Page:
Back in January at Lotusphere there was
a huge cheer when, during the opening general session, it was announced
that IBM would be providing some resources to and partnering with OpenNTF.
It is something that many in the notes community, especially those who
have active projects on OpenNTF have been vocal about in the past and the
announcement looked like IBM were going to listen to what the people wanted
and help out.
and OpenNTF redesign, however, makes me feel that OpenNTF has lost some
of it’s roots and is dangerously close to heading in the wrong direction
and alienating the very developers that made it successful.
I like the idea of the catalog of high
quality applications but right now it just contains IBM projects. There
are plenty of other OpenNTF projects that deserved to be in the catalog
from day one including, but not limited to, the OpenNTF Mail Experience,
!!HELP!!, Vacation Requests, OpenLog and even my own BlogSphere project.
Right now all I am seeing is self promotion of IBM projects. This is something
that needs to be rectified quickly before people visiting the site just
see if as a repository for IBM sanctioned templates.
And what exactly is OpenNTF all about,
well in my mind the main reason for OpenNTF are the different projects
but they seem to have taken a back seat to the catalog, yes there are plenty
of ‘half finished’ projects in there, they need to be weeded out but definitely
not forgotten about. Some of those projects contain some great code that
could help somebody out. The active projects need to be brought back out
to the homepage for the site, not just the list of catalog items. These
are the guts of OpenNTF and the projects are what made OpenNTF work. Hopefully
somebody somewhere is working on a redesign of this area and will incorporate
all the ideas that have been mentioned in the IdeaJam area.
My biggest issue however is the red
tape that has sprung up. If I want to ‘commit’ new code for something like
BlogSphere I’m first going to have to get written consent
from my employer. If anybody out there wants to contribute some code for
Blogsphere to me then I’m going to have to do my own due diligence to make
sure that your authorized by your employer to submit the code and that
you in fact own the code your submitting to me. I know this is all cover
your backside sort of stuff but this sort of change should have been discussed
with ALL the current project owners on OpenNTF.
And lets not forget the license, No
more using any license other the Apache Public License V2 except with express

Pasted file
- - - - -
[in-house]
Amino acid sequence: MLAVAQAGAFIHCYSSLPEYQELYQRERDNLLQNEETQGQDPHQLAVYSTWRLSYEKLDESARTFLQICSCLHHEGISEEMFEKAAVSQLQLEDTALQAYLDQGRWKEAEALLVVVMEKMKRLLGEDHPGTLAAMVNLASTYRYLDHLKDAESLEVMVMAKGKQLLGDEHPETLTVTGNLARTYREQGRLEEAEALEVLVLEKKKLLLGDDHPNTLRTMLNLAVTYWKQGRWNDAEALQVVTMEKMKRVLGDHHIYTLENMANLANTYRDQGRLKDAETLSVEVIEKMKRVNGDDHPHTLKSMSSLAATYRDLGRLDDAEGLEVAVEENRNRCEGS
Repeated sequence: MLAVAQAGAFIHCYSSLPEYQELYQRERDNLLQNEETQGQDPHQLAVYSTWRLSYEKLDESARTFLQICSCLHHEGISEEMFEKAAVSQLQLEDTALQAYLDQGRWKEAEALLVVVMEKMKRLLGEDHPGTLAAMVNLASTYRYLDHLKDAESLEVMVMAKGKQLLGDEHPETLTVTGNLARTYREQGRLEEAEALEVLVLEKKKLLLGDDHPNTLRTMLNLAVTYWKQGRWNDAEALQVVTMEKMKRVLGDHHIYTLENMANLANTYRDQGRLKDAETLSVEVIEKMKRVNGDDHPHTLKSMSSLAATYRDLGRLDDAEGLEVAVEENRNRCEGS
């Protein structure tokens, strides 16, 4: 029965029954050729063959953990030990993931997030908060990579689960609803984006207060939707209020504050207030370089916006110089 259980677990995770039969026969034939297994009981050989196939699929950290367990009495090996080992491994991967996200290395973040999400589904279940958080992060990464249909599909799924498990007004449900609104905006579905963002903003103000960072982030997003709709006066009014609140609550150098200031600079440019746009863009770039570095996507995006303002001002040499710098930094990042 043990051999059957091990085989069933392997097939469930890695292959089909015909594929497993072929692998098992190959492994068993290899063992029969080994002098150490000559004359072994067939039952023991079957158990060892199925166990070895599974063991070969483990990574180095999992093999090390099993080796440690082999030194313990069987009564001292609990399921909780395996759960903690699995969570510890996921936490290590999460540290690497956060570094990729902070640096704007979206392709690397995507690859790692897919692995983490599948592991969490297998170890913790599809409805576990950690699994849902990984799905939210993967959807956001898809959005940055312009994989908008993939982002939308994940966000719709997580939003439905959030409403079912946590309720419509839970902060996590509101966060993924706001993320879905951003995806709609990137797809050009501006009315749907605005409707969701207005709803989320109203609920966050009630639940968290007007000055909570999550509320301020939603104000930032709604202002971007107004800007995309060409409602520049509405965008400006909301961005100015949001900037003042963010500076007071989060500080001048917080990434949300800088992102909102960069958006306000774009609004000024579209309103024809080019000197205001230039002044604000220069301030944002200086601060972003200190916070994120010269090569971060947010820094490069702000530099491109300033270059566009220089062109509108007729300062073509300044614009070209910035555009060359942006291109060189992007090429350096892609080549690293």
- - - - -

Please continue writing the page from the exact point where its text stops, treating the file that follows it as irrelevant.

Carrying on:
permission of the new steering committee. Not not all open source licenses
are the same. Did you know that under the Apache V2 license anybody can
take your code from OpenNTF, make modifications and then patent their changes
and sell the modified code as part of their products as long as they include
the attributions and original license document, whereas GPL or LGPL states
that they can only distribute the modified work if the distribution is
also a GPL’d or LGPL’d. My take on this is that by forcing the Apache license
IBM can then selectively include certain templates from OpenNTF in the
next release of Notes/Domino if they meet certain standards. How would
you feel if a business partner redistributed the top 50 projects on OpenNTF
as ‘The New Nifty Fifty’ and made a profit on it. Is this something that
project managers would like to see happen? IS the restriction of the Open
Source license to APL V2 a good thing or a bad thing?
OpenNTF has been a great resource since
it’s conception, From it’s humble beginnings as NotesOSS with a single
project based on the mail template till today, OpenNTF has attracted some
brilliant ideas and developers but all this could easily be lost if the
new steering committee is not careful.
So I have one message to the members
of the new steering committee… Don’t forget who OpenNTF is for and what
it’s original purpose was. You are in a position of trust and you can either
steer the site back onto a path of collaborative development or you can
steer it over the edge of a cliff into obscurity and red tape. A group
of 10 people in a steering committee does not make a website, it’s the
users of the site that make the difference.
And to any commenter who wants to say
that if I don’t like the changes I could just pull my projects from the
site, I say this… Yes I could and who knows it might have to come to
that, but there is a committee of 10 people, many of whom will see this
blog entry and with luck many of them will read it, take the concerns on
board and rectify what they can and get things back on track before they
lose the heart of the developer community. I can only hope the steering
committee are in this for the right reason and not just so they can advertise
their corporate logos at the bottom on the OpenNTF website.